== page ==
Paul Lewis had a pretty jarring and ominous article in this weekend’s Guardian about the qualms some of Silicon Valleys most prominent inventors are feeling over their creations. Facebook, Twitter and Google alumna worry that the products they designed and marketed to users are having dire side effects; a society composed of compulsive, easily manipulated screen addicts.
Lewis describes how small design elements and tweaks have resulted in big changes in people’s behavior. Facebook’s introduction of the Like button, for example, and the “social affirmation” it provides has proven addictive to both the sender and the receiver alike. Another example from Facebook, the decision to switch its notification icon from blue to red turned a reminder into an “alarm signal.” Both the Like button and red notification icon have become design standards in social media.
The story of the downward-swipe gesture used to refresh a feed was very interesting. The function was invented by Loren Brichter for his Tweetie service in 2009 and was adopted by Twitter when it acquire Tweetie in 2010. The “pull-to-refresh” feature is now used in just about every app out there. Why? Lewis explains:
Brichter says he is puzzled by the longevity of the feature. In an era of push notification technology, apps can automatically update content without being nudged by the user. “It could easily retire,” he says. Instead it appears to serve a psychological function: after all, slot machines would be far less addictive if gamblers didn’t get to pull the lever themselves. Brichter prefers another comparison: that it is like the redundant “close door” button in some elevators with automatically closing doors. “People just like to push it.” …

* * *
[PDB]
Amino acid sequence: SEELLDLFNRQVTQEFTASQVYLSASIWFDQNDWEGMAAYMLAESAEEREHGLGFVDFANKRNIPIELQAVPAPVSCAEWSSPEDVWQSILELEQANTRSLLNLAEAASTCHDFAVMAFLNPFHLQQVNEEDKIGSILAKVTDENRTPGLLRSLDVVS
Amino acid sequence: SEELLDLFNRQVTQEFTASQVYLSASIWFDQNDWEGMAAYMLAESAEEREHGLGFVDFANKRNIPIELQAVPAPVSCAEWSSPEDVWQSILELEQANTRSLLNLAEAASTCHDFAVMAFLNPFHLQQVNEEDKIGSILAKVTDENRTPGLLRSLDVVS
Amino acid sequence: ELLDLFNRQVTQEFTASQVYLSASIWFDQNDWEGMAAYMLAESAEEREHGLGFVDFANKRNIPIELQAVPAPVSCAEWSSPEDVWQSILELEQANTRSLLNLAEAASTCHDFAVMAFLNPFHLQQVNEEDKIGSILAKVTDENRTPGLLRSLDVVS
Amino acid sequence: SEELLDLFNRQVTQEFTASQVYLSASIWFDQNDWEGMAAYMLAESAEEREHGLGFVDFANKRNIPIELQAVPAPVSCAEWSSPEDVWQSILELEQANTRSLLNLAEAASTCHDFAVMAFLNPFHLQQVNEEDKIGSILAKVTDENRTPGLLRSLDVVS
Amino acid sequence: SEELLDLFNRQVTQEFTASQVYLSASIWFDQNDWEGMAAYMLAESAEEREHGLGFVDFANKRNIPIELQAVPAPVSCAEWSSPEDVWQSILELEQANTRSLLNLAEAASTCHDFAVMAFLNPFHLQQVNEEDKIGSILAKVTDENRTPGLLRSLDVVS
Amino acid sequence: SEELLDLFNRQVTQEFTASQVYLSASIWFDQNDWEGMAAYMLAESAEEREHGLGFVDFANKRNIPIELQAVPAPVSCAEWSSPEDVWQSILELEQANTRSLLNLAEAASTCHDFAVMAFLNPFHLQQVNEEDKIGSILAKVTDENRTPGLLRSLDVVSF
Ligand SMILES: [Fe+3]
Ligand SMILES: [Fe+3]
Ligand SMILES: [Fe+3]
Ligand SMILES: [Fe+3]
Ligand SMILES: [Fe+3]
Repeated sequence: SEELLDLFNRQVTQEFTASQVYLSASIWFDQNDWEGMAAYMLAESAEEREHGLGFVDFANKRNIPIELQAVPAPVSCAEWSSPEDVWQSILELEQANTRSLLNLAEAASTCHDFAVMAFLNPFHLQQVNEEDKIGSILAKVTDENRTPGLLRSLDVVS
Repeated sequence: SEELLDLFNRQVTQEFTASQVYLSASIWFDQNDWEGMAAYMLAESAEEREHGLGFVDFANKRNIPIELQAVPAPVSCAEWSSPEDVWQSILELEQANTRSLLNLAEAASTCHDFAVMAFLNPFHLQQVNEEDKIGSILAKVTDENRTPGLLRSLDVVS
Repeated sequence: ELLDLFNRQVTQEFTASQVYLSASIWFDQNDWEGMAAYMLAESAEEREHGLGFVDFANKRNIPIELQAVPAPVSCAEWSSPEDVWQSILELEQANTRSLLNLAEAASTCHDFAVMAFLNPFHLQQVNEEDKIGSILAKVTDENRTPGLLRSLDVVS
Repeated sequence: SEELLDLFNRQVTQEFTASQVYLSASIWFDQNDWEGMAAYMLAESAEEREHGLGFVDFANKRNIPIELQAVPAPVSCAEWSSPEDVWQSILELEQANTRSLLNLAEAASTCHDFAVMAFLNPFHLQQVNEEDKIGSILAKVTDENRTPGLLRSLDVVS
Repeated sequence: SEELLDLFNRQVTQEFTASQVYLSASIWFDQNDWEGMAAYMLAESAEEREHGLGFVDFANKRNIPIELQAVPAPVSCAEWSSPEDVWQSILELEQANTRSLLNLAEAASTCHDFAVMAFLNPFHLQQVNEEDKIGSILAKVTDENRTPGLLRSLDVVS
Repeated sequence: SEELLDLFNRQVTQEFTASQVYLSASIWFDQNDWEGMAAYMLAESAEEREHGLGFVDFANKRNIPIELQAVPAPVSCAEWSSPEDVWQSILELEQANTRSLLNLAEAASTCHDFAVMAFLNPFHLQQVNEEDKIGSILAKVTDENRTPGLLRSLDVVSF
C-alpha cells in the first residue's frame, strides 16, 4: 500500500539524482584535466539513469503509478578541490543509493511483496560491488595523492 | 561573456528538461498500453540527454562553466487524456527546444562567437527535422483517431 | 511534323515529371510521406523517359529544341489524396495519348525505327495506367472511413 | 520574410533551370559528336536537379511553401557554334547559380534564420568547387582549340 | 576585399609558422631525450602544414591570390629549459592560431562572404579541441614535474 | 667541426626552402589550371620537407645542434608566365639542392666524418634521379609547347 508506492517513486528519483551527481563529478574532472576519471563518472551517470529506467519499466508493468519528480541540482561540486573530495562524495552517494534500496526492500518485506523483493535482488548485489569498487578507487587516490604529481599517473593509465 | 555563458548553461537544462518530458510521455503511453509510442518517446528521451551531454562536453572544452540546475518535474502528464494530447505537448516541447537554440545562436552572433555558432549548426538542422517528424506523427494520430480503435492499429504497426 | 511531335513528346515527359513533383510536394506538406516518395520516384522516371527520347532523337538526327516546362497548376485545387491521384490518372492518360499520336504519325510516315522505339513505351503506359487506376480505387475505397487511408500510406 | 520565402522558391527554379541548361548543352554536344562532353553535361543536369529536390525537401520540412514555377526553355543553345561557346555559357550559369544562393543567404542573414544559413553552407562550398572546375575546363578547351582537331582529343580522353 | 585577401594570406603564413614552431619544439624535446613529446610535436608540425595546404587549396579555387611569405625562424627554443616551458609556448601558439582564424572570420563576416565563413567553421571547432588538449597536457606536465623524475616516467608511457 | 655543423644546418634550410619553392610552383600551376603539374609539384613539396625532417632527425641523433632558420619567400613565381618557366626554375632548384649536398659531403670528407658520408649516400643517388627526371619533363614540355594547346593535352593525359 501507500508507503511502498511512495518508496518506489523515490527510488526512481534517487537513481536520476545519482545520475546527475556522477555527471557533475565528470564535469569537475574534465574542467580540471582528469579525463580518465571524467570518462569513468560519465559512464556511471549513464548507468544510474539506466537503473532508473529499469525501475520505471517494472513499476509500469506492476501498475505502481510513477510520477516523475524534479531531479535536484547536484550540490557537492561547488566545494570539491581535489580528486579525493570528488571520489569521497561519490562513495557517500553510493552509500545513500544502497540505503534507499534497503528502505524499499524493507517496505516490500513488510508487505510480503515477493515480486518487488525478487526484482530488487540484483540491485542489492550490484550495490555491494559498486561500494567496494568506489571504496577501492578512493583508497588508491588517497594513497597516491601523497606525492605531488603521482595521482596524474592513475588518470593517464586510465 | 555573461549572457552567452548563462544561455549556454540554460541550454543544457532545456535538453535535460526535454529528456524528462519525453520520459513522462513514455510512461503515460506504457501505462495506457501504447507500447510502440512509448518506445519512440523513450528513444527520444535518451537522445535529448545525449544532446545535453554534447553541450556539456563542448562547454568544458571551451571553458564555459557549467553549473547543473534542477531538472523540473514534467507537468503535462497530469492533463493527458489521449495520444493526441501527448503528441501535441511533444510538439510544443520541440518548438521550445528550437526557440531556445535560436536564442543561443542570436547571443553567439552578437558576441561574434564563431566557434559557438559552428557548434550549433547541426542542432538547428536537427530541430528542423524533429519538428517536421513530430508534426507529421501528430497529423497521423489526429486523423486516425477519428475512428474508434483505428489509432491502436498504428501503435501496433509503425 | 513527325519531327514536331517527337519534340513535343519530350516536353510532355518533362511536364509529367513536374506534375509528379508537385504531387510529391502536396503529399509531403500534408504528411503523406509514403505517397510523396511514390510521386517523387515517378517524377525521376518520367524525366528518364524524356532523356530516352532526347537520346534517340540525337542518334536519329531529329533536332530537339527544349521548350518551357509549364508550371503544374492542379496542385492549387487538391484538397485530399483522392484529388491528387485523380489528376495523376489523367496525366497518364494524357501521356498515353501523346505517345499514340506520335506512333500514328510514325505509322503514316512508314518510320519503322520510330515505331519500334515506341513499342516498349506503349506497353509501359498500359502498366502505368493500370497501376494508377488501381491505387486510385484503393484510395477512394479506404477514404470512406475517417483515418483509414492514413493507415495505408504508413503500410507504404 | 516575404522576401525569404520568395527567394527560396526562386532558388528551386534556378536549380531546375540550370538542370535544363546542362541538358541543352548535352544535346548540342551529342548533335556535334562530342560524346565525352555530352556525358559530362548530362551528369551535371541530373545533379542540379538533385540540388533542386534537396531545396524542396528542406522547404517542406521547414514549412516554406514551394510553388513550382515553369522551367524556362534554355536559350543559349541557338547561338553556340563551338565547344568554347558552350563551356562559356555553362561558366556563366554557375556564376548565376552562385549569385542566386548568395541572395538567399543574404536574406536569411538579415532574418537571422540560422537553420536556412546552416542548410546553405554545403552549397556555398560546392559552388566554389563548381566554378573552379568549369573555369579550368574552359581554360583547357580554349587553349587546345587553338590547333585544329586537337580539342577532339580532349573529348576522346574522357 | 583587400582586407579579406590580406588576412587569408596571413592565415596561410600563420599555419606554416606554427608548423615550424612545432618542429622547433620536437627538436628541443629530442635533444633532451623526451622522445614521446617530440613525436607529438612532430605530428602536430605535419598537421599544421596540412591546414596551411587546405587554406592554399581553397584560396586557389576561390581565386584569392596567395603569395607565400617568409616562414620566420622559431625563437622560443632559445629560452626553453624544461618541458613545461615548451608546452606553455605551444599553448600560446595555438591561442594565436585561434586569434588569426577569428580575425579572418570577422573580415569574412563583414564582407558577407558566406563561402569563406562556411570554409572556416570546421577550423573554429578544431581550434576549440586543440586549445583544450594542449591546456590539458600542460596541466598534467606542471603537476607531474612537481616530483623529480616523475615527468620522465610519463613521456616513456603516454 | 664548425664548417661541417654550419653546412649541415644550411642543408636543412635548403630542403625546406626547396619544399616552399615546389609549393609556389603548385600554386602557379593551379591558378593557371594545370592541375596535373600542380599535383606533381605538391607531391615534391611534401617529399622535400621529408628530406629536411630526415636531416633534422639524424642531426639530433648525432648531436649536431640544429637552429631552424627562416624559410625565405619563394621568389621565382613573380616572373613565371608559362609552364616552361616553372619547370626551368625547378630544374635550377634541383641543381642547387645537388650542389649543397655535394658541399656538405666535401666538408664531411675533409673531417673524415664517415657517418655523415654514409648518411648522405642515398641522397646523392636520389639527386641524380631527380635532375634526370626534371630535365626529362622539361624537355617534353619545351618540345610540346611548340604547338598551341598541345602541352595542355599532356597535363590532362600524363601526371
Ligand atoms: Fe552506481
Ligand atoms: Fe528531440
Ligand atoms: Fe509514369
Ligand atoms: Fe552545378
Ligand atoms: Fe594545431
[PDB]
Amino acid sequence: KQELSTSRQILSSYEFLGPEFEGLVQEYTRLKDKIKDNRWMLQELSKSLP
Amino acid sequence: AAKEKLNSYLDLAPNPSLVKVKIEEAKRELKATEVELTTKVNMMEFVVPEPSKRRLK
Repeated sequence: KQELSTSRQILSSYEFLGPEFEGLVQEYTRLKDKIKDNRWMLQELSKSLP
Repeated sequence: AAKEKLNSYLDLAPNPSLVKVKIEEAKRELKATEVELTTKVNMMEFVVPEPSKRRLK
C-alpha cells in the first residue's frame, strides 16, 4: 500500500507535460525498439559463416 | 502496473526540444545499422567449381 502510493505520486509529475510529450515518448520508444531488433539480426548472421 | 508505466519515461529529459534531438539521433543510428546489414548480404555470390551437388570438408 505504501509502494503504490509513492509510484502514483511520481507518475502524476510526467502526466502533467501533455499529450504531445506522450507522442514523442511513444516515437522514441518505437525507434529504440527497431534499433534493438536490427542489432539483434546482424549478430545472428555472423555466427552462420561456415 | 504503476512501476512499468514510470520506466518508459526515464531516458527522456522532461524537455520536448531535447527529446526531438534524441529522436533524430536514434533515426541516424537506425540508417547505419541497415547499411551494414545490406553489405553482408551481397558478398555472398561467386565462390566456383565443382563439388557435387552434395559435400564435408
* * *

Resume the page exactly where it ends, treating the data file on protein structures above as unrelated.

“Smartphones are useful tools,” he says. “But they’re addictive. Pull-to-refresh is addictive. Twitter is addictive. These are not good things. When I was working on them, it was not something I was mature enough to think about. I’m not saying I’m mature now, but I’m a little bit more mature, and I regret the downsides.”
“Psychologically manipulative” features abound these days because they are how businesses make their money. Encouraging compulsive behavior is the key to success. The more time you spend in an app poking around and pulling down for new content, the more data companies collect and the more ads they display.
Roger McNamee, a prominent venture capitalist and an early investor in Google and Facebook, is feeling a lot of regret:
[McNamee] identifies the advent of the smartphone as a turning point, raising the stakes in an arms race for people’s attention. “Facebook and Google assert with merit that they are giving users what they want,” McNamee says. “The same can be said about tobacco companies and drug dealers.” …
McNamee chooses his words carefully. “The people who run Facebook and Google are good people, whose well-intentioned strategies have led to horrific unintended consequences,” he says. “The problem is that there is nothing the companies can do to address the harm unless they abandon their current advertising models.” … But McNamee worries the behemoths he helped build may already be too big to curtail.
If you think you’ve got your social media habit under control and therefor have nothing to worry about, dream on:
But those concerns are trivial compared with the devastating impact upon the political system that some of Rosenstein’s peers believe can be attributed to the rise of social media and the attention-based market that drives it.
Drawing a straight line between addiction to social media and political earthquakes like Brexit and the rise of Donald Trump, they contend that digital forces have completely upended the political system and, left unchecked, could even render democracy as we know it obsolete.